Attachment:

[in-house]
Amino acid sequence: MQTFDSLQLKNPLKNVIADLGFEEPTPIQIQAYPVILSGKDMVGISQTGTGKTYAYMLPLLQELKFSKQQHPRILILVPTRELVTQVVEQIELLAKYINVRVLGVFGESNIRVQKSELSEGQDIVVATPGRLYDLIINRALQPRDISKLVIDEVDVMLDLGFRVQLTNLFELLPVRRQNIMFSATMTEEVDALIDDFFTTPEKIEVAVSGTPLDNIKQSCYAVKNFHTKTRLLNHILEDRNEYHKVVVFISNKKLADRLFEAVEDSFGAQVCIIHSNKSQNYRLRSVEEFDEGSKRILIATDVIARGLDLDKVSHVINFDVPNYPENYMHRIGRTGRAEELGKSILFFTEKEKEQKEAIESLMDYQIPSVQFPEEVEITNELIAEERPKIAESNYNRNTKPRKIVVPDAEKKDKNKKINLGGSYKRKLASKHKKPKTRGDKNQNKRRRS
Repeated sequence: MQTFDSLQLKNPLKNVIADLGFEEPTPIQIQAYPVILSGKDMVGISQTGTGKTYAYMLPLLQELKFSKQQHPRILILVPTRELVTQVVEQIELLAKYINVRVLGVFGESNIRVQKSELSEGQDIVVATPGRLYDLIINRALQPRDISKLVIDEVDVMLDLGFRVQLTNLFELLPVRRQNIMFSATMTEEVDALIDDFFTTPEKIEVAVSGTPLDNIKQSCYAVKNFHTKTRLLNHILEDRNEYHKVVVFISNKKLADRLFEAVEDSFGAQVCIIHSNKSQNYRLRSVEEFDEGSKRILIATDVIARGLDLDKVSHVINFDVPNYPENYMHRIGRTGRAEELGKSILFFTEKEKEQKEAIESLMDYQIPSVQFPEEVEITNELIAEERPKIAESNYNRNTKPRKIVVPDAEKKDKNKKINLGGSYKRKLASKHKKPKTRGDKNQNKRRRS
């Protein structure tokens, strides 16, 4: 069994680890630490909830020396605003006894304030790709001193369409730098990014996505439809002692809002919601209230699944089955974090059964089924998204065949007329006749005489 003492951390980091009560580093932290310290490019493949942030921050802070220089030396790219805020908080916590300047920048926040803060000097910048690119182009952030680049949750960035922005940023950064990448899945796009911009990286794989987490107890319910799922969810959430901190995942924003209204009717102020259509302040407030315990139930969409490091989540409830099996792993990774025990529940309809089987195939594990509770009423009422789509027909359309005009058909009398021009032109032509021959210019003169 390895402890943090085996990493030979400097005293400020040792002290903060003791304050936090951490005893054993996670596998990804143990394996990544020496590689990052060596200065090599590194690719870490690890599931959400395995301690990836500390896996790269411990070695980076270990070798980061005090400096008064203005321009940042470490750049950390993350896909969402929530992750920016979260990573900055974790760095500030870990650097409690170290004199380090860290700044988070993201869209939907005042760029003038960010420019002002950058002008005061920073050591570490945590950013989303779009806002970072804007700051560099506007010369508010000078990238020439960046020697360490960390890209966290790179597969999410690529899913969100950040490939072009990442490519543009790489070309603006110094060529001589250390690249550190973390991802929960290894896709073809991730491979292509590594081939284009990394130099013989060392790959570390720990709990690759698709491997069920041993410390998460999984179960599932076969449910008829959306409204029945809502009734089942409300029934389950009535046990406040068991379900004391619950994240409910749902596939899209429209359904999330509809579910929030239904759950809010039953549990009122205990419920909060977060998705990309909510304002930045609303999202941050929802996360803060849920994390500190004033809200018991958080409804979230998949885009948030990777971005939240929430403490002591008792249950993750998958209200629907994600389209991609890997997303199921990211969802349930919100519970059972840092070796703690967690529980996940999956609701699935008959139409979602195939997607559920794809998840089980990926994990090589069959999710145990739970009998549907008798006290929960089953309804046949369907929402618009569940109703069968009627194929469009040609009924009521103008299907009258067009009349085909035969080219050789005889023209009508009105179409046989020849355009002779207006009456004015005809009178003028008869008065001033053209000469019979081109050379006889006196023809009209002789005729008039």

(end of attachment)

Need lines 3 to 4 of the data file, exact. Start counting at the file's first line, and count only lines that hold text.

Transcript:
Repeated sequence: MQTFDSLQLKNPLKNVIADLGFEEPTPIQIQAYPVILSGKDMVGISQTGTGKTYAYMLPLLQELKFSKQQHPRILILVPTRELVTQVVEQIELLAKYINVRVLGVFGESNIRVQKSELSEGQDIVVATPGRLYDLIINRALQPRDISKLVIDEVDVMLDLGFRVQLTNLFELLPVRRQNIMFSATMTEEVDALIDDFFTTPEKIEVAVSGTPLDNIKQSCYAVKNFHTKTRLLNHILEDRNEYHKVVVFISNKKLADRLFEAVEDSFGAQVCIIHSNKSQNYRLRSVEEFDEGSKRILIATDVIARGLDLDKVSHVINFDVPNYPENYMHRIGRTGRAEELGKSILFFTEKEKEQKEAIESLMDYQIPSVQFPEEVEITNELIAEERPKIAESNYNRNTKPRKIVVPDAEKKDKNKKINLGGSYKRKLASKHKKPKTRGDKNQNKRRRS
């Protein structure tokens, strides 16, 4: 069994680890630490909830020396605003006894304030790709001193369409730098990014996505439809002692809002919601209230699944089955974090059964089924998204065949007329006749005489 003492951390980091009560580093932290310290490019493949942030921050802070220089030396790219805020908080916590300047920048926040803060000097910048690119182009952030680049949750960035922005940023950064990448899945796009911009990286794989987490107890319910799922969810959430901190995942924003209204009717102020259509302040407030315990139930969409490091989540409830099996792993990774025990529940309809089987195939594990509770009423009422789509027909359309005009058909009398021009032109032509021959210019003169 390895402890943090085996990493030979400097005293400020040792002290903060003791304050936090951490005893054993996670596998990804143990394996990544020496590689990052060596200065090599590194690719870490690890599931959400395995301690990836500390896996790269411990070695980076270990070798980061005090400096008064203005321009940042470490750049950390993350896909969402929530992750920016979260990573900055974790760095500030870990650097409690170290004199380090860290700044988070993201869209939907005042760029003038960010420019002002950058002008005061920073050591570490945590950013989303779009806002970072804007700051560099506007010369508010000078990238020439960046020697360490960390890209966290790179597969999410690529899913969100950040490939072009990442490519543009790489070309603006110094060529001589250390690249550190973390991802929960290894896709073809991730491979292509590594081939284009990394130099013989060392790959570390720990709990690759698709491997069920041993410390998460999984179960599932076969449910008829959306409204029945809502009734089942409300029934389950009535046990406040068991379900004391619950994240409910749902596939899209429209359904999330509809579910929030239904759950809010039953549990009122205990419920909060977060998705990309909510304002930045609303999202941050929802996360803060849920994390500190004033809200018991958080409804979230998949885009948030990777971005939240929430403490002591008792249950993750998958209200629907994600389209991609890997997303199921990211969802349930919100519970059972840092070796703690967690529980996940999956609701699935008959139409979602195939997607559920794809998840089980990926994990090589069959999710145990739970009998549907008798006290929960089953309804046949369907929402618009569940109703069968009627194929469009040609009924009521103008299907009258067009009349085909035969080219050789005889023209009508009105179409046989020849355009002779207006009456004015005809009178003028008869008065001033053209000469019979081109050379006889006196023809009209002789005729008039």